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GEN Z Gets to Work: a Look at Lansing’s Newest Workforce

While the oldest members of Generation Alpha – the children of millennials – are clamoring at the thoughts of what double digits have in store for them, the eldest of the previo…

While the oldest members of Generation Alpha – the children of millennials – are clamoring at the thoughts of what double digits have in store for them, the eldest of the previous generation are finding a new lease on life in Michigan’s bustling job market.

The cusp of Generation Z turns 25 this January, and what a 25 years it has been. Gen Zers have grown up through several wars, a financial crisis and a technological revolution. Growing up during such turbulent times has made Gen Z hard to nail down, with experts having anguished over their collective behavioral profile for over two decades.

As with all generations, the most sought-after dataset concerning Generation Z is consumption habits, but it is their thoughts on employment that will pave the way to properly introducing the next generation to the workforce.  In 2019 Tim Sackett, the president of HRU Technical Resources, relayed his experiences with Gen Z employees to the Society for Human Resource Management. Sackett remarked at Gen Z’s hardworking nature, growing pains in their new professional environment and the antagonism they would often receive at the hands of older generations.

Indeed, Gen Z is running the gamut of entry-level trials and tribulations as indicated by a few choice stats from The Workforce Institute at Kronos’ 2019 report, “Meet Gen Z”.  According to the report, which takes into account survey responses from over 3,000 participants in 11 countries, Gen Z exhibits outgoing attitudes toward time management.  Approximately 30% of surveys indicated that Gen Z workers demand control over their schedules, will not stand for denial of time off and would refuse back-to-back shifts; strong stances that could ruffle the feathers of older workforces.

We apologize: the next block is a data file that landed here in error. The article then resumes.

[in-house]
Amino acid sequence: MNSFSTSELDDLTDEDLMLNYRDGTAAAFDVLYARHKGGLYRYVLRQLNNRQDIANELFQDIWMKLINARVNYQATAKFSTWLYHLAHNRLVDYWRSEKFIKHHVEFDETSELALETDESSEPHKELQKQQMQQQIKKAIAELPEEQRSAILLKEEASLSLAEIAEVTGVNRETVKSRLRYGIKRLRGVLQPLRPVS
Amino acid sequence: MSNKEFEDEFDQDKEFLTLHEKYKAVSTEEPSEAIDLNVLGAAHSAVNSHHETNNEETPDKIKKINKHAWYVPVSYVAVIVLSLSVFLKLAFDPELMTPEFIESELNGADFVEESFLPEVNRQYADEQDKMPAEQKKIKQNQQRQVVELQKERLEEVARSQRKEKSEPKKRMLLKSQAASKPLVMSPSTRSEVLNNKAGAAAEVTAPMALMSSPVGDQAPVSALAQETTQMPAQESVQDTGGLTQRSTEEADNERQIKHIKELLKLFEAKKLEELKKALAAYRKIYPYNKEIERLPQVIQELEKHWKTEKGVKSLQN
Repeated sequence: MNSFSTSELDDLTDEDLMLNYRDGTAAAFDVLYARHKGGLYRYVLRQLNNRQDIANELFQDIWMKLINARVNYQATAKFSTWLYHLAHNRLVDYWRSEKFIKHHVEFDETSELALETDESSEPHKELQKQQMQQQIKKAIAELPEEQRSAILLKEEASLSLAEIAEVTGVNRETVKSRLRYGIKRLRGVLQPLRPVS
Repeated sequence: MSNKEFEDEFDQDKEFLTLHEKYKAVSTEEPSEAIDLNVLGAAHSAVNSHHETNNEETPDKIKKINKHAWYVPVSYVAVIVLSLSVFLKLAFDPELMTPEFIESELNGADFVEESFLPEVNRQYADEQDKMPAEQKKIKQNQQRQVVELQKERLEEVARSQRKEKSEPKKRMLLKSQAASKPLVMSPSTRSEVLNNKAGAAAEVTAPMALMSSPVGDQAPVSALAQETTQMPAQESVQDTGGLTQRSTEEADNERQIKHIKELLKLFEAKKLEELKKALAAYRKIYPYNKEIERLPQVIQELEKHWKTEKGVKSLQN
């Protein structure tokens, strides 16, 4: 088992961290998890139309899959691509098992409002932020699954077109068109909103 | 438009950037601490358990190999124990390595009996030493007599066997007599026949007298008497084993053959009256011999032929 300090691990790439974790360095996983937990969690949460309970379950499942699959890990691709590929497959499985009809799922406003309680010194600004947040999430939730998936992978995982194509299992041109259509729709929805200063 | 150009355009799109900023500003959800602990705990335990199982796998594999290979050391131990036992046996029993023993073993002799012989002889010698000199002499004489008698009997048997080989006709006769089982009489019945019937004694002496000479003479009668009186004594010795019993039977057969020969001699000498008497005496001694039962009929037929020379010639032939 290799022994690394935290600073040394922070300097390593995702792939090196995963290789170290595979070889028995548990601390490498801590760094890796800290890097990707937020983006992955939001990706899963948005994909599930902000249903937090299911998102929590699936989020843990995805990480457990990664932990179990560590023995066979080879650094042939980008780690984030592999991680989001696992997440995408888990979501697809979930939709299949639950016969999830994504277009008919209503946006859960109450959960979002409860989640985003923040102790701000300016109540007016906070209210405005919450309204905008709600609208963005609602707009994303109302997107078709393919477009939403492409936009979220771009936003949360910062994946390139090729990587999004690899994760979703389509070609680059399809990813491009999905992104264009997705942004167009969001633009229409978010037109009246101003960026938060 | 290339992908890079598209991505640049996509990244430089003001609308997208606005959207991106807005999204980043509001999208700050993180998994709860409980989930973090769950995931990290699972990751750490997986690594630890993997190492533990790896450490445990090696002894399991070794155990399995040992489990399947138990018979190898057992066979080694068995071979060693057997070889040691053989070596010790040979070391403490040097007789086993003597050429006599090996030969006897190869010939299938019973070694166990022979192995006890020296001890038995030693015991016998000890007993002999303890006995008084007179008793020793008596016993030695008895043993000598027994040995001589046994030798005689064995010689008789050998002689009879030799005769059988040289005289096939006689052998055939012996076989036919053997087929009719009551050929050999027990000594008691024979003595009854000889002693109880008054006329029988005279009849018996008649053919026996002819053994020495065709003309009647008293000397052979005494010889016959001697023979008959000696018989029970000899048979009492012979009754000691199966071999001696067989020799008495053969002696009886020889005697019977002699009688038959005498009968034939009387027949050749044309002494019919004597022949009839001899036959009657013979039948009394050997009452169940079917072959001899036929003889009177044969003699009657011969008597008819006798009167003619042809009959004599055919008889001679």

Datasets aside, there is no denying that the iGeneration has already begun to leave its mark on the Greater Lansing area. Ciesa Design, a 30-plus-year-old mainstay in Lansing marketing, has taken enormous bounds in curating a generationally diverse team of marketers, going so far as to collaborate with Michigan State University professors for the Ciesa Blend team. The young unit operates out of the basement of Ciesa Design’s headquarters on East Grand River Avenue and is bustling with recent MSU grads hungry to change Lansing for the better.  Twenty-three-year-old Parker Sessa graduated from MSU in 2018 and has been managing the accounts for Ciesa Blend ever since.

“As the account manager at Ciesa, my main goal is to ensure we are answering our clients’ needs and wants with thought-out solutions,” said Sessa. “I love meeting new people and presenting what we can do for our clients.”

Ciesa Blend primarily works with local businesses.

“We did a campaign for Potter Park Zoo that kicked off in late 2018 that still continues today,” said Sessa. “We love that project because we can really see the impact the campaign had and continues to have in the Lansing community.”

While recent grads like Sersa are making an impression on Lansing’s professional workforce, current members of the Lansing area’s collegiate community are similarly working hard to gain a foothold in the local zeitgeist.  Zoya Shevchenko is a junior attending MSU’s College of Social Science and an active member of the local arts and humanities community. “Taking part in local art collectives and interning at creative businesses has made me feel more at home,” Shevchenko explained.

Shevchenko recently interned at Fusion Shows, a Lansing-based concert promotion company. “I did lots of graphic design work as well as hands-on show preparation,” Shevchenko said. “It was really cool to see my designs displayed in real life for a real purpose.”

Whether they’re taking bold new steps in an already fruitful career or exploring the possibilities our vibrant community has to offer, Generation Z is sure to have a long, revolutionary run in Lansing.



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